NVM: Found it (but it was a bit different then I remembered).
 
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I'd love to see this election mapped, I'm curious where the bigger Lib Dem breakthrough hits.

Here's a list of the extra seats they have TTL:

Bristol West
Teignbridge
Bridgwater
Wells
Mid Dorset & Poole North
Totnes
North Norfolk
Tiverton & Honiton
Dorset West
Eastbourne
Falmouth and Camborne
Surrey South West
Oldham East & Saddleworth
Rochdale
Westmorland & Lonsdale
Guildford
Aberdeen South
Wiltshire North
Cheadle
Southend West (just imagine, LibDems in essex!)
Dorset North
Hastings and Rye
Orpington
New Forest East
Folkestone and Hythe (yeah, I know, this would require a bigger swing)
Worthing East & Shoreham
Bournemouth East
Ryedale
Woking
 
Interesting idea, but 2013's a bit early for UKIP to make any breakthroughs, and especially not in Newark of all places. Boston's just about possible I suppose but it's rather unlikely.

It also seems a bit odd to describe the Lib Dems losing more than half their seats as 'a mild relief' - compared to OTL yes, but they wouldn't know that.
I saw this post quoted and I got really confused. I twas thinking, "What does UKIP have to do with Newark or Boston?". :eek:
 
Here's a list of the extra seats they have TTL:

Bristol West
Teignbridge
Bridgwater
Wells
Mid Dorset & Poole North
Totnes
North Norfolk
Tiverton & Honiton
Dorset West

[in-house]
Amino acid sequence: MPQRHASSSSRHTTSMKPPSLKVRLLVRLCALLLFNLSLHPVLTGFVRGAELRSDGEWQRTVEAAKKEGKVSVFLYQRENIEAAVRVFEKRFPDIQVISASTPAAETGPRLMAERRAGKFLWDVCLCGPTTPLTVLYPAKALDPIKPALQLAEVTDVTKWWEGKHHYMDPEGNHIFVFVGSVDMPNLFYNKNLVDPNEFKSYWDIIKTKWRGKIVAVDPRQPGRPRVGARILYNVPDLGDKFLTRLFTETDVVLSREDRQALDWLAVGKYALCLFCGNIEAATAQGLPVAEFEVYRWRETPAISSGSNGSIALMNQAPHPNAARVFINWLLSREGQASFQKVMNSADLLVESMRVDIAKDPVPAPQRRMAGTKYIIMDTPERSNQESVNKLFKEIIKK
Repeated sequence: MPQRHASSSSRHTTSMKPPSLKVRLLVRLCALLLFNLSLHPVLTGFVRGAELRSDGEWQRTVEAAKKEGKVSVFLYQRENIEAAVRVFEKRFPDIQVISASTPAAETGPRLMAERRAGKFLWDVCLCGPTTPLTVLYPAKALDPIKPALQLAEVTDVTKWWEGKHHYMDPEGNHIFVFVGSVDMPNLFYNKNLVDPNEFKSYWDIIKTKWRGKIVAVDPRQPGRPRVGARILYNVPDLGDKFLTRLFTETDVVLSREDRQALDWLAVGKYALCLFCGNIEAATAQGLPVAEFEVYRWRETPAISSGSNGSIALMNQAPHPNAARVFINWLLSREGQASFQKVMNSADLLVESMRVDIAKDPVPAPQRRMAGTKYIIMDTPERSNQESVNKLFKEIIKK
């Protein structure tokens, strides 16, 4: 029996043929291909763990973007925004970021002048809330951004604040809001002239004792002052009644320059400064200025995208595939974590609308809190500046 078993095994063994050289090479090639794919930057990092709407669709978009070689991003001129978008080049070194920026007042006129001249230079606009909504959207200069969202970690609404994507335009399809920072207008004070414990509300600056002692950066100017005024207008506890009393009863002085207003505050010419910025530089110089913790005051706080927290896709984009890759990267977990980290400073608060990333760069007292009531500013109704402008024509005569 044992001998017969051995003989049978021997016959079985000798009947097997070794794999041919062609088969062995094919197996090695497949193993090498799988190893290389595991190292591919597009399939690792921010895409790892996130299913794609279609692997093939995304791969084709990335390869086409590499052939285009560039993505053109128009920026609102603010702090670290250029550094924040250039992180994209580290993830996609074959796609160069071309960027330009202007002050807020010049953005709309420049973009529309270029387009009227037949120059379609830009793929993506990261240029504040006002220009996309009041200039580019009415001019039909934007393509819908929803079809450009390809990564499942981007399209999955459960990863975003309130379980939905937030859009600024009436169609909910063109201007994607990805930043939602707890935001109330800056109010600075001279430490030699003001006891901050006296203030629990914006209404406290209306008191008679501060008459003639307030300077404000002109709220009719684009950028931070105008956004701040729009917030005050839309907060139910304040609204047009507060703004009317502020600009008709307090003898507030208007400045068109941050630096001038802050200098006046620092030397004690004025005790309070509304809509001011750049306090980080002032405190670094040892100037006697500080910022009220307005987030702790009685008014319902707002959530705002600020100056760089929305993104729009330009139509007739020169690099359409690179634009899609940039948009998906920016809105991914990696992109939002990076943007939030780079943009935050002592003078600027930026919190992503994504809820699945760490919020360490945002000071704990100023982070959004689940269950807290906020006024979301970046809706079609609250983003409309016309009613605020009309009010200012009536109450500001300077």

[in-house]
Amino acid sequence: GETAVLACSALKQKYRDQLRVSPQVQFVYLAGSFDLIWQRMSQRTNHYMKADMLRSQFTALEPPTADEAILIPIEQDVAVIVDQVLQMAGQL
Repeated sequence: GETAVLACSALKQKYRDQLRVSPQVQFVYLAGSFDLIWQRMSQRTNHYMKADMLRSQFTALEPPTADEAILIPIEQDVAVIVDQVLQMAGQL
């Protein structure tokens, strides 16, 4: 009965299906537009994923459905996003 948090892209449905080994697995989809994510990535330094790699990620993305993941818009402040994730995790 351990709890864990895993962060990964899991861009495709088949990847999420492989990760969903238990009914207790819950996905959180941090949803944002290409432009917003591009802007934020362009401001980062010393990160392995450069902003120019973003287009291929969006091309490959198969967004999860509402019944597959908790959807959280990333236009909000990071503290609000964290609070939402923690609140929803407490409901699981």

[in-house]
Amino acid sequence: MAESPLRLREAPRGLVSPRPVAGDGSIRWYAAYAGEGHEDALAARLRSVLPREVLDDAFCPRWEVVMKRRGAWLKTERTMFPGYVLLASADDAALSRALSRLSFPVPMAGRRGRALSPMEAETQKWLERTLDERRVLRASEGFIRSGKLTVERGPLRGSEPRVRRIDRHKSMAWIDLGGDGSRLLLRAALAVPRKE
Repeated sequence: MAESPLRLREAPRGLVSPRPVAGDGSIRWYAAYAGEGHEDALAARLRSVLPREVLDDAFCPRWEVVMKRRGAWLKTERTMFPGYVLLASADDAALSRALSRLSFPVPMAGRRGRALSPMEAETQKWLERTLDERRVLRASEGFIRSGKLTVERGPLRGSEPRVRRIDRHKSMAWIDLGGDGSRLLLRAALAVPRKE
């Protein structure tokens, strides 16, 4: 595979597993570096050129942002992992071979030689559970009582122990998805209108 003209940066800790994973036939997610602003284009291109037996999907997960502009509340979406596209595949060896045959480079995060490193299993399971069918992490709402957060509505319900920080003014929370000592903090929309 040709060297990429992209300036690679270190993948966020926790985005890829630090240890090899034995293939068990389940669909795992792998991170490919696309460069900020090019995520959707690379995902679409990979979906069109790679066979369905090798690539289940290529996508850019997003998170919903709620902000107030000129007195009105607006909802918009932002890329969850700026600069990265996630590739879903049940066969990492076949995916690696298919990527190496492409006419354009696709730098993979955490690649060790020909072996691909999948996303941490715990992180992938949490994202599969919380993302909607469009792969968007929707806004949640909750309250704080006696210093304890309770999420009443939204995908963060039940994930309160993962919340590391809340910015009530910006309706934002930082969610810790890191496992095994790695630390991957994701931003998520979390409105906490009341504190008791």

Eastbourne
Falmouth and Camborne
Surrey South West
Oldham East & Saddleworth
Rochdale
Westmorland & Lonsdale
Guildford
Aberdeen South
Wiltshire North
Cheadle
Southend West (just imagine, LibDems in essex!)
Dorset North
Hastings and Rye
Orpington
New Forest East
Folkestone and Hythe (yeah, I know, this would require a bigger swing)
Worthing East & Shoreham
Bournemouth East
Ryedale
Woking

Thanks! Those are some pretty astounding results: all of Somerset, most of Dorset and Devon, big chunks of Surrey and two of the safest Tory seats around (Worthing East and Shoreham and New Forest East) going Lib Dem? How have the mighty fallen, huh?
 
An extremely unrealistic thought experiment, inspired by all the Prohibition talk going around Post-1900 yesterday.
30s style Knesset.png

Prohibition Party - in the wake of the Binge Drinking Epidemic of the early 21st century, along with sundry failures of the NDLP, the Prohibition Party emerged from its Scottish strongholds to take Westminster by a landslide. It positions itself using centre-left rhetoric, but in social terms, it is quite a conservative party, seeking to promote community spirit by closing pubs and replacing them with Temperance Halls. Their opponents complain of draconian puritanism invading every aspect of daily life (employers and the SIS are now allowed to examine individuals' Mine Of Information browsing history, for instance) but Cambpell's media-savvy leadership has left most critics for dead.